To implement a novel system of care for pediatric critical airway obstruction.
Retrospective, observational study of data gathered prospectively during high-fidelity simulations.
Emergency department (ED) and operating rooms (ORs) of a pediatric referral center.
Health care provider simulation participants.
Main Outcome Measures
Time from ED attending physician request to arrival of an otolaryngologist, participant survey responses, identified latent safety threats, and simulated patient outcomes.
Twelve high-fidelity simulations were conducted: 6 to identify problems with an existing system of care, and 6 to implement a novel system. The simulation scenarios involved a 4-year-old patient with severe respiratory distress after foreign-body aspiration managed solely in the ED or in the ED and OR, depending on stability.
There were 196 participants in 12 simulations. The mean (SD) time from ED attending physician request to otolaryngologist arrival was 7.8 (1.6) minutes for the existing system simulations and 5.0 (1.1) minutes for the novel system (P = .001). Latent safety threats identified in the simulations included a lack of specialized airway equipment in the ED. Death of the simulated patient occurred in the ED in 2 of 6 existing system simulations; specialized airway equipment was available for neither. For the novel system simulations, specialized airway equipment was available for all 6, no simulated patient deaths occurred.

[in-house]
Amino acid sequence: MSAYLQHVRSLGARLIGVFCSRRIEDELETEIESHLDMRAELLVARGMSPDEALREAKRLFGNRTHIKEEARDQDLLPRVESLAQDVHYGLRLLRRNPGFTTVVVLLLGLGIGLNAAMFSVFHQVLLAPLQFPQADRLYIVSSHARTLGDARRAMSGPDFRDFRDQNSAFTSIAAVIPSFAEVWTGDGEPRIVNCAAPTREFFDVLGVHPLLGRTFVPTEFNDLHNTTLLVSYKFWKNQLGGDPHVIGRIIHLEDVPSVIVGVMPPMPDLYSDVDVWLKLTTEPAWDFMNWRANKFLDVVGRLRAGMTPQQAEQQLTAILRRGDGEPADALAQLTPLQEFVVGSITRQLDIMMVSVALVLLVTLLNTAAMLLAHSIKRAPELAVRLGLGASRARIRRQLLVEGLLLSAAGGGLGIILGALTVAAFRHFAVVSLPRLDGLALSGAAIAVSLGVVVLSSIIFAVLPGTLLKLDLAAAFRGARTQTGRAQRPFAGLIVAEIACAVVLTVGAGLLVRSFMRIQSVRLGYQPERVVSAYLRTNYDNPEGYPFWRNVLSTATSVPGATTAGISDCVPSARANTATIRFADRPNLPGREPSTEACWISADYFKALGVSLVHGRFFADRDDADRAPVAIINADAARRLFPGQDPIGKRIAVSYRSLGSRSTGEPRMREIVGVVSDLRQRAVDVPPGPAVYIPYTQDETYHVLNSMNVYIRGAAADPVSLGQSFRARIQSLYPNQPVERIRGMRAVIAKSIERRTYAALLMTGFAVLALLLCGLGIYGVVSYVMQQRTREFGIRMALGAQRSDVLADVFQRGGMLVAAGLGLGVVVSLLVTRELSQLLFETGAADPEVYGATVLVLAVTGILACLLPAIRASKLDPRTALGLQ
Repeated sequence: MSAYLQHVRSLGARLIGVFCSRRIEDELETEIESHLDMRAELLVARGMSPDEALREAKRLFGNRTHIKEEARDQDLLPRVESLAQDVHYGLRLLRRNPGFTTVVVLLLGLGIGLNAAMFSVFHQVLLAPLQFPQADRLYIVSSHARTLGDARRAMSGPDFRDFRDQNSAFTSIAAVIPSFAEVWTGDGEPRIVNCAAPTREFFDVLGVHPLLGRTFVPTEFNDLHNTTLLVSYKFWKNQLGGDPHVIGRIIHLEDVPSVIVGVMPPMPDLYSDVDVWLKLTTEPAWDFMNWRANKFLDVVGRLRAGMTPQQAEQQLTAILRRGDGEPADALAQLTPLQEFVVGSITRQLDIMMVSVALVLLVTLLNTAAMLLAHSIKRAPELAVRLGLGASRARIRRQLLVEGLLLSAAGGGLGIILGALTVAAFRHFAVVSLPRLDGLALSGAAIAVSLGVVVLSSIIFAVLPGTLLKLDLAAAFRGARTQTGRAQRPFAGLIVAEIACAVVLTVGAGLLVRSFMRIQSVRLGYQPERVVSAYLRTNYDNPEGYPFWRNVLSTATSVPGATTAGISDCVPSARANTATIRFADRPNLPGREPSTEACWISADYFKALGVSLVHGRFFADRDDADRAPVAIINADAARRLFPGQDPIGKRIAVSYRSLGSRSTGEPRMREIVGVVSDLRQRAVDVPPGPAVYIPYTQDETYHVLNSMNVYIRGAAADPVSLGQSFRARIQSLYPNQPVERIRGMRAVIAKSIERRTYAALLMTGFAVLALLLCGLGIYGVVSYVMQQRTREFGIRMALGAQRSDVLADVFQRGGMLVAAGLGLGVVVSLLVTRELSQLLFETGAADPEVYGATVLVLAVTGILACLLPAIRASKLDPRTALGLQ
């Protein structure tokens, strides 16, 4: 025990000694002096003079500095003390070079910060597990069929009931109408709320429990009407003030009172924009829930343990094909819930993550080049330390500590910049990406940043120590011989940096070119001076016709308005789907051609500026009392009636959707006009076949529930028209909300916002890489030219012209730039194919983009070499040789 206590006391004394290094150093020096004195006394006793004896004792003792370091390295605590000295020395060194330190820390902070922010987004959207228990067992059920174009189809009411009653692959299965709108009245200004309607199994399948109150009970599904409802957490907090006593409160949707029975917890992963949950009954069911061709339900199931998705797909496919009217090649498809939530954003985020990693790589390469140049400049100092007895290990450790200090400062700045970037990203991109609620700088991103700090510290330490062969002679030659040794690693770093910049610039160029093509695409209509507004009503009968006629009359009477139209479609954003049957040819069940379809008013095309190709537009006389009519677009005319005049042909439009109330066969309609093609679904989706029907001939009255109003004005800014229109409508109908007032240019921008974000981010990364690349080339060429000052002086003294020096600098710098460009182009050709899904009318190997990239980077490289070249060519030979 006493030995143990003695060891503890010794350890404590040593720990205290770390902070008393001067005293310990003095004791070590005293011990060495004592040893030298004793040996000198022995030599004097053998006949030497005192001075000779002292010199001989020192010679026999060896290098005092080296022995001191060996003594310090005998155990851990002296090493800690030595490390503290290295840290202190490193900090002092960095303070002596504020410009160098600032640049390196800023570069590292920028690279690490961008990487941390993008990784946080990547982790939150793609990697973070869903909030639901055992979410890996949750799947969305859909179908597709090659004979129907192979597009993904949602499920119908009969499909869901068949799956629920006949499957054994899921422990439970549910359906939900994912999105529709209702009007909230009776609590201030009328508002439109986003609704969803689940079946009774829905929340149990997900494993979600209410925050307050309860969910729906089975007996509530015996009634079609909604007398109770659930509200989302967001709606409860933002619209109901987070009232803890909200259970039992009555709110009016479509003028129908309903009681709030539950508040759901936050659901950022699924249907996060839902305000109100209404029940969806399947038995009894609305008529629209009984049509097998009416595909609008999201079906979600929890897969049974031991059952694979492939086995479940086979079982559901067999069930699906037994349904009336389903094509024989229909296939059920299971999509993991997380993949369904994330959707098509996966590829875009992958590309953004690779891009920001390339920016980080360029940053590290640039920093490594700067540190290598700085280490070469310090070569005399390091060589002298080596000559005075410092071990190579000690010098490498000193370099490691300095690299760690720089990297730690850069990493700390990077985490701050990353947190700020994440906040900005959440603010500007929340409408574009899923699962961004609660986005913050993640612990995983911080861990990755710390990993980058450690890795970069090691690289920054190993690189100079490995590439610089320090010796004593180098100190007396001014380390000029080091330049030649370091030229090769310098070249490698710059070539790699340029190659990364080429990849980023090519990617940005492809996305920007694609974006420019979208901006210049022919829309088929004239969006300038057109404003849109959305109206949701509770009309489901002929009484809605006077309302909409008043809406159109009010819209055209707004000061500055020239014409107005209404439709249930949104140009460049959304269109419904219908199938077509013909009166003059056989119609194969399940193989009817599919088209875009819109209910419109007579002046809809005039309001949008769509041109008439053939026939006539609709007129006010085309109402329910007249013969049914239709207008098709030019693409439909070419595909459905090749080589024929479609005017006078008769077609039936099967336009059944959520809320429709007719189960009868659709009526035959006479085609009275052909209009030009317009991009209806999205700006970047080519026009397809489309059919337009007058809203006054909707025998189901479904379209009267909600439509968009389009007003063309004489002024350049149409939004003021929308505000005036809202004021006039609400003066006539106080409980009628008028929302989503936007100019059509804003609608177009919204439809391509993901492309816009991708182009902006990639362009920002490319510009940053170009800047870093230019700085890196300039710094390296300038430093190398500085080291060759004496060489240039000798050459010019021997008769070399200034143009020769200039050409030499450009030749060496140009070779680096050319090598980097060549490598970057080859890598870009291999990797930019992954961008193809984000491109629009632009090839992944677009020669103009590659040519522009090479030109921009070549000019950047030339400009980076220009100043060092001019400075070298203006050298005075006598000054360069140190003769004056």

High-fidelity simulation was an effective method to design and implement a novel system of care for pediatric critical airway obstruction. The novel system was associated with more rapid response times and elimination of simulated patient deaths.